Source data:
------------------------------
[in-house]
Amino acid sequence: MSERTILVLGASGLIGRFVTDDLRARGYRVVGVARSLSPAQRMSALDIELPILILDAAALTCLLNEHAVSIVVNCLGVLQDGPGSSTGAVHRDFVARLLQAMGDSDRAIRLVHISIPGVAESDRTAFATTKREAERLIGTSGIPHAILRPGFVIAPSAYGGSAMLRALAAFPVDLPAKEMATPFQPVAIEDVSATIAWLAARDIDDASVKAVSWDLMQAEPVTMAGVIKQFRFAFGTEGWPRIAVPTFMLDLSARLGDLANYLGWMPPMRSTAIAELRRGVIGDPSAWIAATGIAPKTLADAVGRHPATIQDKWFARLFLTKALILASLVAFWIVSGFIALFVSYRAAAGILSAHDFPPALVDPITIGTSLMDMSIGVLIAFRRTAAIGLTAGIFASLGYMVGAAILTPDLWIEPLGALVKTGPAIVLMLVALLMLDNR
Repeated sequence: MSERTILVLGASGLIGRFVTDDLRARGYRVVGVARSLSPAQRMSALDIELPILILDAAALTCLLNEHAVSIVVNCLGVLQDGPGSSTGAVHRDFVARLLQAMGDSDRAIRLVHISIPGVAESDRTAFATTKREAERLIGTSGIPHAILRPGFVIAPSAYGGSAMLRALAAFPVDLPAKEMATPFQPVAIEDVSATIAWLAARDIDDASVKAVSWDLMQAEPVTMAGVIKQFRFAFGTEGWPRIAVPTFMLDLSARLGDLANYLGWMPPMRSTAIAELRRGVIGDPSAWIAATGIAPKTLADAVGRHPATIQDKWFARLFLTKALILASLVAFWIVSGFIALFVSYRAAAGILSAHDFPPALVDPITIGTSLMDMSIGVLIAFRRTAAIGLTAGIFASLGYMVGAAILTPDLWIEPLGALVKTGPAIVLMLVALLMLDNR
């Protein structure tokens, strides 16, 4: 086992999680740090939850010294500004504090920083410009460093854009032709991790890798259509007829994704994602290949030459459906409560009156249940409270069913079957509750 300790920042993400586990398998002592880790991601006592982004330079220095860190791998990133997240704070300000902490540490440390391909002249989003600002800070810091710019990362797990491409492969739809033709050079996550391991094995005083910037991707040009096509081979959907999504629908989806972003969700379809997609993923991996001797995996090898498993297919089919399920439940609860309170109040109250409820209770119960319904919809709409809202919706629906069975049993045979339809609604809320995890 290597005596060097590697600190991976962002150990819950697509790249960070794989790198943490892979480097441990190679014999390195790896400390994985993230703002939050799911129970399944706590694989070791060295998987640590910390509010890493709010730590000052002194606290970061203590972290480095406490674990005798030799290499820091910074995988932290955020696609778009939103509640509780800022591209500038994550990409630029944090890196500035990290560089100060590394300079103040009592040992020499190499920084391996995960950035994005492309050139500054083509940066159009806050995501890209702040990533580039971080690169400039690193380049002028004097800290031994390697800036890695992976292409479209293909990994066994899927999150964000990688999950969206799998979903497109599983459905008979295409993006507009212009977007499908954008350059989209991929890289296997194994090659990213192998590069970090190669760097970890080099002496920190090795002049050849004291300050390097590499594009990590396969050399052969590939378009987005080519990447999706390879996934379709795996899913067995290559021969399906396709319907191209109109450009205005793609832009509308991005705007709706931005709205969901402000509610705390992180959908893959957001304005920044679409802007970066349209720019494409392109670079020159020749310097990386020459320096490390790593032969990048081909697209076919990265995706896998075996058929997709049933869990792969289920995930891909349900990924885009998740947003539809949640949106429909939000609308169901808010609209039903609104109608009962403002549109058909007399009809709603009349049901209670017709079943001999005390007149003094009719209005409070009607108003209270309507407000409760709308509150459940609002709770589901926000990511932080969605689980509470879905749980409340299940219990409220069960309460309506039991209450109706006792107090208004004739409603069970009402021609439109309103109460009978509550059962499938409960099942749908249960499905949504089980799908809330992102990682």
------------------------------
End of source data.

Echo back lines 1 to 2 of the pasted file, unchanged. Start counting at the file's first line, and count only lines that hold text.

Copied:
[in-house]
Amino acid sequence: MSERTILVLGASGLIGRFVTDDLRARGYRVVGVARSLSPAQRMSALDIELPILILDAAALTCLLNEHAVSIVVNCLGVLQDGPGSSTGAVHRDFVARLLQAMGDSDRAIRLVHISIPGVAESDRTAFATTKREAERLIGTSGIPHAILRPGFVIAPSAYGGSAMLRALAAFPVDLPAKEMATPFQPVAIEDVSATIAWLAARDIDDASVKAVSWDLMQAEPVTMAGVIKQFRFAFGTEGWPRIAVPTFMLDLSARLGDLANYLGWMPPMRSTAIAELRRGVIGDPSAWIAATGIAPKTLADAVGRHPATIQDKWFARLFLTKALILASLVAFWIVSGFIALFVSYRAAAGILSAHDFPPALVDPITIGTSLMDMSIGVLIAFRRTAAIGLTAGIFASLGYMVGAAILTPDLWIEPLGALVKTGPAIVLMLVALLMLDNR